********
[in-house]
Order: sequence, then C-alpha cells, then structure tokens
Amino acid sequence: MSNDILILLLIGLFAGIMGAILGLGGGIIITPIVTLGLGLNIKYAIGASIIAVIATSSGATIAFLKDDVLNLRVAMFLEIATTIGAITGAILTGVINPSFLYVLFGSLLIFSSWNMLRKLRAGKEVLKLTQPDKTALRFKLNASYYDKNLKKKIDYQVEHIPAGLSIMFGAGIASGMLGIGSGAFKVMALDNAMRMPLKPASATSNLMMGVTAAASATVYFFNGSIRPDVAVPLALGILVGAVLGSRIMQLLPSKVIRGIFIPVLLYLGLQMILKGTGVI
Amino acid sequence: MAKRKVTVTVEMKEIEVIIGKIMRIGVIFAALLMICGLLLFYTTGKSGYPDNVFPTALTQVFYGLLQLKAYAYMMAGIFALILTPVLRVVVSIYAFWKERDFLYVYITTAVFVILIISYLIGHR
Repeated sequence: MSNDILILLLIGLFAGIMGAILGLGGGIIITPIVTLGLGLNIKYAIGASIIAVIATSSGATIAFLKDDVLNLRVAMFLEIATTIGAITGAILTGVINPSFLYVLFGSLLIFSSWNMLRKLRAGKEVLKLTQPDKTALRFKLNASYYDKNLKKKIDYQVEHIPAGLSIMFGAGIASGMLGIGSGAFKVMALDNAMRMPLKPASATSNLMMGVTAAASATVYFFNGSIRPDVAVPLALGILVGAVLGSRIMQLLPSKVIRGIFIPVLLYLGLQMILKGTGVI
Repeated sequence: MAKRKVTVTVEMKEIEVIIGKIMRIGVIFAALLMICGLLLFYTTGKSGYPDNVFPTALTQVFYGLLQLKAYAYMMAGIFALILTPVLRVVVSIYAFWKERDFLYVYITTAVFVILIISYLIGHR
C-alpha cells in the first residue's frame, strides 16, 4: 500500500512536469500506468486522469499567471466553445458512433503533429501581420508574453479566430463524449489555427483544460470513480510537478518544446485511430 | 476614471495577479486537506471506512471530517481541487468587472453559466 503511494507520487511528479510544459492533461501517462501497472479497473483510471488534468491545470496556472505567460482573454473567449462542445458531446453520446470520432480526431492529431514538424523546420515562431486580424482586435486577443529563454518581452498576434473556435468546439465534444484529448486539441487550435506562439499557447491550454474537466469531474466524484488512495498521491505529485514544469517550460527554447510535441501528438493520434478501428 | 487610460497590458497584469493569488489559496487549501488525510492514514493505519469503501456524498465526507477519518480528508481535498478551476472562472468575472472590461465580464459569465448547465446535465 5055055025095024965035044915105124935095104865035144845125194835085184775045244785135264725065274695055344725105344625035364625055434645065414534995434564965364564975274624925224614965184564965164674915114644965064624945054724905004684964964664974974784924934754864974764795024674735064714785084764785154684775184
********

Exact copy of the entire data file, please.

[in-house]
Order: sequence, then C-alpha cells, then structure tokens
Amino acid sequence: MSNDILILLLIGLFAGIMGAILGLGGGIIITPIVTLGLGLNIKYAIGASIIAVIATSSGATIAFLKDDVLNLRVAMFLEIATTIGAITGAILTGVINPSFLYVLFGSLLIFSSWNMLRKLRAGKEVLKLTQPDKTALRFKLNASYYDKNLKKKIDYQVEHIPAGLSIMFGAGIASGMLGIGSGAFKVMALDNAMRMPLKPASATSNLMMGVTAAASATVYFFNGSIRPDVAVPLALGILVGAVLGSRIMQLLPSKVIRGIFIPVLLYLGLQMILKGTGVI
Amino acid sequence: MAKRKVTVTVEMKEIEVIIGKIMRIGVIFAALLMICGLLLFYTTGKSGYPDNVFPTALTQVFYGLLQLKAYAYMMAGIFALILTPVLRVVVSIYAFWKERDFLYVYITTAVFVILIISYLIGHR
Repeated sequence: MSNDILILLLIGLFAGIMGAILGLGGGIIITPIVTLGLGLNIKYAIGASIIAVIATSSGATIAFLKDDVLNLRVAMFLEIATTIGAITGAILTGVINPSFLYVLFGSLLIFSSWNMLRKLRAGKEVLKLTQPDKTALRFKLNASYYDKNLKKKIDYQVEHIPAGLSIMFGAGIASGMLGIGSGAFKVMALDNAMRMPLKPASATSNLMMGVTAAASATVYFFNGSIRPDVAVPLALGILVGAVLGSRIMQLLPSKVIRGIFIPVLLYLGLQMILKGTGVI
Repeated sequence: MAKRKVTVTVEMKEIEVIIGKIMRIGVIFAALLMICGLLLFYTTGKSGYPDNVFPTALTQVFYGLLQLKAYAYMMAGIFALILTPVLRVVVSIYAFWKERDFLYVYITTAVFVILIISYLIGHR
C-alpha cells in the first residue's frame, strides 16, 4: 500500500512536469500506468486522469499567471466553445458512433503533429501581420508574453479566430463524449489555427483544460470513480510537478518544446485511430 | 476614471495577479486537506471506512471530517481541487468587472453559466 503511494507520487511528479510544459492533461501517462501497472479497473483510471488534468491545470496556472505567460482573454473567449462542445458531446453520446470520432480526431492529431514538424523546420515562431486580424482586435486577443529563454518581452498576434473556435468546439465534444484529448486539441487550435506562439499557447491550454474537466469531474466524484488512495498521491505529485514544469517550460527554447510535441501528438493520434478501428 | 487610460497590458497584469493569488489559496487549501488525510492514514493505519469503501456524498465526507477519518480528508481535498478551476472562472468575472472590461465580464459569465448547465446535465 5055055025095024965035044915105124935095104865035144845125194835085184775045244785135264725065274695055344725105344625035364625055434645065414534995434564965364564975274624925224614965184564965164674915114644965064624945054724905004684964964664974974784924934754864974764795024674735064714785084764785154684775184